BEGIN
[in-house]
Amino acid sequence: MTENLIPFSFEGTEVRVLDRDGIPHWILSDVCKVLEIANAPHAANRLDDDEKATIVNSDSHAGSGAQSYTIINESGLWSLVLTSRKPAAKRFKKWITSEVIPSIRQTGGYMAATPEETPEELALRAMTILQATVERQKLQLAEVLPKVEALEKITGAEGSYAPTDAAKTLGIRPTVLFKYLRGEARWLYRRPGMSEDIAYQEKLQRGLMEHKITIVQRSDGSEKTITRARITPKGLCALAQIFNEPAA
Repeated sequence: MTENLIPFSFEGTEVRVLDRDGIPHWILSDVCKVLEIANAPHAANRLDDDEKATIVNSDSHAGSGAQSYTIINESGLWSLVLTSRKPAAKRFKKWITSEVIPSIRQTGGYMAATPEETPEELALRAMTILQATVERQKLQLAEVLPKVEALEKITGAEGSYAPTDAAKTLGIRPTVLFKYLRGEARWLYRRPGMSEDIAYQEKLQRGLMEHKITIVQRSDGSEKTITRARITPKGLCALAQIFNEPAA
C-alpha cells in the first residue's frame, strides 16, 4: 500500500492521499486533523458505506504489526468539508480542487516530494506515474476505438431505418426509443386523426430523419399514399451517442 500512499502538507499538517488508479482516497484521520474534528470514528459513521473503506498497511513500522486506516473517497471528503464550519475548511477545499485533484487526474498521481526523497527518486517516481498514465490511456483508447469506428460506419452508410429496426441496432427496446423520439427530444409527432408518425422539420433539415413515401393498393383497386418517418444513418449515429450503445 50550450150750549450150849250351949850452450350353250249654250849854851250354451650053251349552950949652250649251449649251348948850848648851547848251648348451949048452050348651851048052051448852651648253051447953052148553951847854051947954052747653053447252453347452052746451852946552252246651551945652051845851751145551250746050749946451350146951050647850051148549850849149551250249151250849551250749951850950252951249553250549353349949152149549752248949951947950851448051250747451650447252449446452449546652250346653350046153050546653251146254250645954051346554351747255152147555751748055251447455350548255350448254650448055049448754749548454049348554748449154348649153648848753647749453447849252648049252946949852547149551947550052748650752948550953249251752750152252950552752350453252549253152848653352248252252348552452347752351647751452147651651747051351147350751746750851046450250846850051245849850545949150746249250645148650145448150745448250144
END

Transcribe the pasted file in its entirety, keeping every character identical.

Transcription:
[in-house]
Amino acid sequence: MTENLIPFSFEGTEVRVLDRDGIPHWILSDVCKVLEIANAPHAANRLDDDEKATIVNSDSHAGSGAQSYTIINESGLWSLVLTSRKPAAKRFKKWITSEVIPSIRQTGGYMAATPEETPEELALRAMTILQATVERQKLQLAEVLPKVEALEKITGAEGSYAPTDAAKTLGIRPTVLFKYLRGEARWLYRRPGMSEDIAYQEKLQRGLMEHKITIVQRSDGSEKTITRARITPKGLCALAQIFNEPAA
Repeated sequence: MTENLIPFSFEGTEVRVLDRDGIPHWILSDVCKVLEIANAPHAANRLDDDEKATIVNSDSHAGSGAQSYTIINESGLWSLVLTSRKPAAKRFKKWITSEVIPSIRQTGGYMAATPEETPEELALRAMTILQATVERQKLQLAEVLPKVEALEKITGAEGSYAPTDAAKTLGIRPTVLFKYLRGEARWLYRRPGMSEDIAYQEKLQRGLMEHKITIVQRSDGSEKTITRARITPKGLCALAQIFNEPAA
C-alpha cells in the first residue's frame, strides 16, 4: 500500500492521499486533523458505506504489526468539508480542487516530494506515474476505438431505418426509443386523426430523419399514399451517442 500512499502538507499538517488508479482516497484521520474534528470514528459513521473503506498497511513500522486506516473517497471528503464550519475548511477545499485533484487526474498521481526523497527518486517516481498514465490511456483508447469506428460506419452508410429496426441496432427496446423520439427530444409527432408518425422539420433539415413515401393498393383497386418517418444513418449515429450503445 50550450150750549450150849250351949850452450350353250249654250849854851250354451650053251349552950949652250649251449649251348948850848648851547848251648348451949048452050348651851048052051448852651648253051447953052148553951847854051947954052747653053447252453347452052746451852946552252246651551945652051845851751145551250746050749946451350146951050647850051148549850849149551250249151250849551250749951850950252951249553250549353349949152149549752248949951947950851448051250747451650447252449446452449546652250346653350046153050546653251146254250645954051346554351747255152147555751748055251447455350548255350448254650448055049448754749548454049348554748449154348649153648848753647749453447849252648049252946949852547149551947550052748650752948550953249251752750152252950552752350453252549253152848653352248252252348552452347752351647751452147651651747051351147350751746750851046450250846850051245849850545949150746249250645148650145448150745448250144